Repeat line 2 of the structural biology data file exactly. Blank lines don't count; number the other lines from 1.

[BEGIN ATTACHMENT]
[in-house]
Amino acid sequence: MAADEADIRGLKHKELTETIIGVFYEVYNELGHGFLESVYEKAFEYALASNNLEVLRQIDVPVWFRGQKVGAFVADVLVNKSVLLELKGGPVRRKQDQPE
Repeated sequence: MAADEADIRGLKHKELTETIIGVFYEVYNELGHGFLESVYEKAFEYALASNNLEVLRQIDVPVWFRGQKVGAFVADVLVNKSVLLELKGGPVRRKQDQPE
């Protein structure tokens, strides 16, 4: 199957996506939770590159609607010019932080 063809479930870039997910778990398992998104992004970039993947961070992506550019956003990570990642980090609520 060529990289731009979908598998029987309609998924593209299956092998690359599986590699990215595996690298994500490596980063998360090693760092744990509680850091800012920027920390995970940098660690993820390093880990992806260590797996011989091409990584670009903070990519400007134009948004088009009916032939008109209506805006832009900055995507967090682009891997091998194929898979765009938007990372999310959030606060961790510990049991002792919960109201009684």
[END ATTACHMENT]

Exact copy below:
Amino acid sequence: MAADEADIRGLKHKELTETIIGVFYEVYNELGHGFLESVYEKAFEYALASNNLEVLRQIDVPVWFRGQKVGAFVADVLVNKSVLLELKGGPVRRKQDQPE